From a White House that coined the term “alternative facts”, admissions are rare and apologies even rarer. But on Monday, the American people were treated to both.
The White House’s chief economic adviser, Kevin Hassett, admitted that Donald Trump had been wrong to claim that GDP growth was higher than the unemployment rate for the first time in 100 years.
On Monday morning, Trump wrote on Twitter: “The GDP Rate (4.2%) is higher than the Unemployment Rate (3.9%) for the first time in over 100 years!”
Asked about the veracity of the statement later that day at a White House press briefing, Hassett said: “So I can tell you what is true. … What is true is that it’s the highest in 10 years. And at some point somebody probably conveyed it to him adding a zero to that and they shouldn’t have done that.”
Standing behind the same podium where the former White House press secretary Sean Spicer once falsely claimed that Trump’s inauguration drew the largest crowd there had ever been, Hassett thanked the reporter for the chance to set the record straight.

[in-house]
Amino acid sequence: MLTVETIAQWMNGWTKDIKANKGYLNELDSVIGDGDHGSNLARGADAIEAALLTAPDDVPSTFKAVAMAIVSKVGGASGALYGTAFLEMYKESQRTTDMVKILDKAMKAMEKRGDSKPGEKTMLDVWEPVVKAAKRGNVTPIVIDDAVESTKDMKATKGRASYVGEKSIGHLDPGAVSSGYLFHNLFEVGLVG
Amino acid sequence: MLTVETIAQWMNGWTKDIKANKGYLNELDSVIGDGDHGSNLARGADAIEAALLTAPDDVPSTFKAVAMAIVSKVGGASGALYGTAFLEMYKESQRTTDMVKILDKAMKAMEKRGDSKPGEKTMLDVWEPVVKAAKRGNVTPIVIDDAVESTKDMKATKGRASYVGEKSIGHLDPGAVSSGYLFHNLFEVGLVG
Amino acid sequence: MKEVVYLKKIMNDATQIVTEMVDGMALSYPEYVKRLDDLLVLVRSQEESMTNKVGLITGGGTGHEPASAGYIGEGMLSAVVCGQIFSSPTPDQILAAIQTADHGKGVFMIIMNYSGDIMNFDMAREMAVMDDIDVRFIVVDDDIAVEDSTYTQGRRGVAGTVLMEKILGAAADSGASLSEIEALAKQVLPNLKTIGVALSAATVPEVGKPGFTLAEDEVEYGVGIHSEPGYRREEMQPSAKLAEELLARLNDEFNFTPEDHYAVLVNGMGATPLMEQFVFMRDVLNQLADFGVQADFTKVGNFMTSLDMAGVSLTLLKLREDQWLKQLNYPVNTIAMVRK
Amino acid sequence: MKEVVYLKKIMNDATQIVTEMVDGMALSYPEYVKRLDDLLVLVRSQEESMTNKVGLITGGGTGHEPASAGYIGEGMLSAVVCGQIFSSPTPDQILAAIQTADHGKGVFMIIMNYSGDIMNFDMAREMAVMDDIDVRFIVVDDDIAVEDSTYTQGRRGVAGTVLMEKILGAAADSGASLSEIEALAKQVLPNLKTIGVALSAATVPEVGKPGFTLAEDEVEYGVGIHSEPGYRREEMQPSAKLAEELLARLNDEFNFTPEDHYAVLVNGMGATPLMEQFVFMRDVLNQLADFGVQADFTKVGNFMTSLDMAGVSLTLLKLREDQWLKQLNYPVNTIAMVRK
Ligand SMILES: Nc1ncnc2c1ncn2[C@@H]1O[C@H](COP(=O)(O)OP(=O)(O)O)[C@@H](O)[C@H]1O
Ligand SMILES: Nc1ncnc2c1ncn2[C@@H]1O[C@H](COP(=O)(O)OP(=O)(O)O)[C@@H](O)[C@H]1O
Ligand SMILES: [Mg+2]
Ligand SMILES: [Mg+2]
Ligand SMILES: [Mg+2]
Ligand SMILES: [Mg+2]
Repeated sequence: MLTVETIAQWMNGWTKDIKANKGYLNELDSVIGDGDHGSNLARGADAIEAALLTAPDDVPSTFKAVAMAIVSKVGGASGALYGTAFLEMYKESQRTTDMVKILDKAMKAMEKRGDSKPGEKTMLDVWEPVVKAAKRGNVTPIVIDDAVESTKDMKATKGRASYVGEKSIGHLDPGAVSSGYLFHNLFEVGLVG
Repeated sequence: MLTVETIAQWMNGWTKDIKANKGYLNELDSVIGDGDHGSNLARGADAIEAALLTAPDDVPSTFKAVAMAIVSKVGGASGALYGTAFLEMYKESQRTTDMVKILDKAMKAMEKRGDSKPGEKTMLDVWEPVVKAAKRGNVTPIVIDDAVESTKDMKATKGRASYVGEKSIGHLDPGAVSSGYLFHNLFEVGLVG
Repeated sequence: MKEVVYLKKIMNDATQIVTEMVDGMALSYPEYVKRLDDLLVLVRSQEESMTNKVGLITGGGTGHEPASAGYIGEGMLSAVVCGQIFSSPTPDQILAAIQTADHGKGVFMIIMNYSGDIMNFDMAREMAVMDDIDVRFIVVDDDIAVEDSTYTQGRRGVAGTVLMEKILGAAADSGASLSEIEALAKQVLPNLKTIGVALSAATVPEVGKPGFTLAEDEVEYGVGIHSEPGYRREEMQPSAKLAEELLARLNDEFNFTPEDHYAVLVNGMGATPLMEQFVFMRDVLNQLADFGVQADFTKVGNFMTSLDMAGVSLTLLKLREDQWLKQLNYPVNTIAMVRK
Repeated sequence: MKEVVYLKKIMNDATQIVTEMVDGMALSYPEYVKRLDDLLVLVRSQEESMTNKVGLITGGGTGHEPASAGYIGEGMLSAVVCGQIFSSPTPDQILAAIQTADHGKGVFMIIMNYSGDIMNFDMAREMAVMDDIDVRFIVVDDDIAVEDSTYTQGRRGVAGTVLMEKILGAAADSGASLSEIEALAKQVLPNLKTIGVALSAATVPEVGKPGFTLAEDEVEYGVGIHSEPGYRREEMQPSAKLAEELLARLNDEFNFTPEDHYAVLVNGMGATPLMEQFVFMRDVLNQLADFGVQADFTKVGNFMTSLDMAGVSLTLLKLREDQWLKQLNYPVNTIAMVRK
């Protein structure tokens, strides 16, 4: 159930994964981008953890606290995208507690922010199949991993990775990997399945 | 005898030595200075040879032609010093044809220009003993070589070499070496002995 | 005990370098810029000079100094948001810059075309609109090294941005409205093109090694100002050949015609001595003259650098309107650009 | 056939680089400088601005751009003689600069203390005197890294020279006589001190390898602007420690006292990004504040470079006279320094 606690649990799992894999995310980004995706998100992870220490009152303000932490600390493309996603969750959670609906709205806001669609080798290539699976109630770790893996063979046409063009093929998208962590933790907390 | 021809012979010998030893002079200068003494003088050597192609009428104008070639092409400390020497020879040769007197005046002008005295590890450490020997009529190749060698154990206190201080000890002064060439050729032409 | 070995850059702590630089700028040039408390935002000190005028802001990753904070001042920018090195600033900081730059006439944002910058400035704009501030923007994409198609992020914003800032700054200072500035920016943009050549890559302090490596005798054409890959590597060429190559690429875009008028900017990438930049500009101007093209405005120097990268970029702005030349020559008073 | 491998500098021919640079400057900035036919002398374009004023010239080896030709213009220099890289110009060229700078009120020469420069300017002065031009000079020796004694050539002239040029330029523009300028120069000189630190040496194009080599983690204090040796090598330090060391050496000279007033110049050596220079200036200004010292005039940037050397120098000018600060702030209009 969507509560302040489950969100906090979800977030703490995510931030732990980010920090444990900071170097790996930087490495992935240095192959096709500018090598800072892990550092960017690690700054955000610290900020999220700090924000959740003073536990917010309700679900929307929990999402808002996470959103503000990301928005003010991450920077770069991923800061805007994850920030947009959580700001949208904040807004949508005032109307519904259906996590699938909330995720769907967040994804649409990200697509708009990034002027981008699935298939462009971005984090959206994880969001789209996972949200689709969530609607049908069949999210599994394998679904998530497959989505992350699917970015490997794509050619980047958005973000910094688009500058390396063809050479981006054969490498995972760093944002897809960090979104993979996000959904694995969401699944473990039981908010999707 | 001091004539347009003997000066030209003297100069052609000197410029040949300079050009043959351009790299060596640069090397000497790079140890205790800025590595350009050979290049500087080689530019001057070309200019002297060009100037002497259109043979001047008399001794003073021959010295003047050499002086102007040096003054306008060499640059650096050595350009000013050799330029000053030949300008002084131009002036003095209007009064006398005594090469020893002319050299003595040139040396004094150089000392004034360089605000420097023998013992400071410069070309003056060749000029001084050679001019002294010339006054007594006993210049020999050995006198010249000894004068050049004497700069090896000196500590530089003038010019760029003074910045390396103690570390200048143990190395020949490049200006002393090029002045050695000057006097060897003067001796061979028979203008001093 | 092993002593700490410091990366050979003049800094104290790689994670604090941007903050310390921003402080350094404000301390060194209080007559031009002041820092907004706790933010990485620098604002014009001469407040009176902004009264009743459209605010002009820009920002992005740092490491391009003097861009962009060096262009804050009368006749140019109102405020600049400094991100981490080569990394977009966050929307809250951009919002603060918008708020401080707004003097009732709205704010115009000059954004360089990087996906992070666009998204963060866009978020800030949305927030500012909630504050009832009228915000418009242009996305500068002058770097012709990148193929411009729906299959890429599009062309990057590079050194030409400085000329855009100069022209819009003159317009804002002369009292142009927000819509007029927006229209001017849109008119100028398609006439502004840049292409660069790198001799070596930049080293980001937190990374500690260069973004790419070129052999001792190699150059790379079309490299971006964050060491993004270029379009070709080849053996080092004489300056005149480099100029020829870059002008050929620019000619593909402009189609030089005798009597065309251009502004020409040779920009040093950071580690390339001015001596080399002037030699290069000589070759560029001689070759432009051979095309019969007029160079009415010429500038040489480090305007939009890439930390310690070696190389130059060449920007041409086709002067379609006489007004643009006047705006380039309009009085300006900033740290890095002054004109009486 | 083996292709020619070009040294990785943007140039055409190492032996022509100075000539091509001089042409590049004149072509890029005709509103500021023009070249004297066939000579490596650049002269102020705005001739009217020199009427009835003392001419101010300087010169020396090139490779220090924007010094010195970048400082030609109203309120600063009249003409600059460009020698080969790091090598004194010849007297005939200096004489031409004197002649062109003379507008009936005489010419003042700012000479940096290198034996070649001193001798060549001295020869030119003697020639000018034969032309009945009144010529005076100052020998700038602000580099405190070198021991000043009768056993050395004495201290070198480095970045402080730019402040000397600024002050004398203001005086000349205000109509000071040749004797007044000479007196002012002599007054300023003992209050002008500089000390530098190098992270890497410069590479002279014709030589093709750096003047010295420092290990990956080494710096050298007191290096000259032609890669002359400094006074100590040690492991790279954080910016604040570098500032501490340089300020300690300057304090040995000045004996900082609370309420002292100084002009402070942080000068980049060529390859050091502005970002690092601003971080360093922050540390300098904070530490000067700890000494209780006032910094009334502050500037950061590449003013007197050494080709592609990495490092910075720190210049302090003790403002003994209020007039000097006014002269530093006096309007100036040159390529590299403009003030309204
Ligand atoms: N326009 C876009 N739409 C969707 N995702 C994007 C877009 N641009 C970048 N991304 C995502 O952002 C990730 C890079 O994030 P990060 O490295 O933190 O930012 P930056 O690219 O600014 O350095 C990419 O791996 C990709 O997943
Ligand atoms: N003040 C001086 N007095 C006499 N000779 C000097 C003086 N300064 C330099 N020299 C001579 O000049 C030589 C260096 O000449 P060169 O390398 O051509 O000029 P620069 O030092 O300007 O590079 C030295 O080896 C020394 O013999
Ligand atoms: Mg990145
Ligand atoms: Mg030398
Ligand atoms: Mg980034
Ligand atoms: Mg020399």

“We numbers geeks here at the White House are grateful when the press finds mistakes that we make – we don’t like making mistakes but we’re grateful when they’re pointed out because we want to correct them.”
US GDP growth has in fact been higher than the unemployment rate in several quarters during the last century, including, most recently, in 2006. Several economists and journalists were quick to make that point on Twitter.
Hassett said he could not explain how Trump obtained the false information.
“I’m not the chairman of the council of Twitter advisers,” he said.
Administration officials rarely contradict Trump in public and almost never from behind the podium, well aware that the president prizes loyalty above all else in his employees. Public appearances at the briefings are typically used to praise Trump.
And indeed, most of Hassett’s comments were flattering as he hyped Trump’s record on the economy.
But as he answered a question from a reporter about Trump’s morning tweet, he also bashfully recalled an occasion a few weeks ago when he provided the White House with a “bad number”.
“It was 100% my fault and I apologized immediately,” Hassett said, hand over his heart.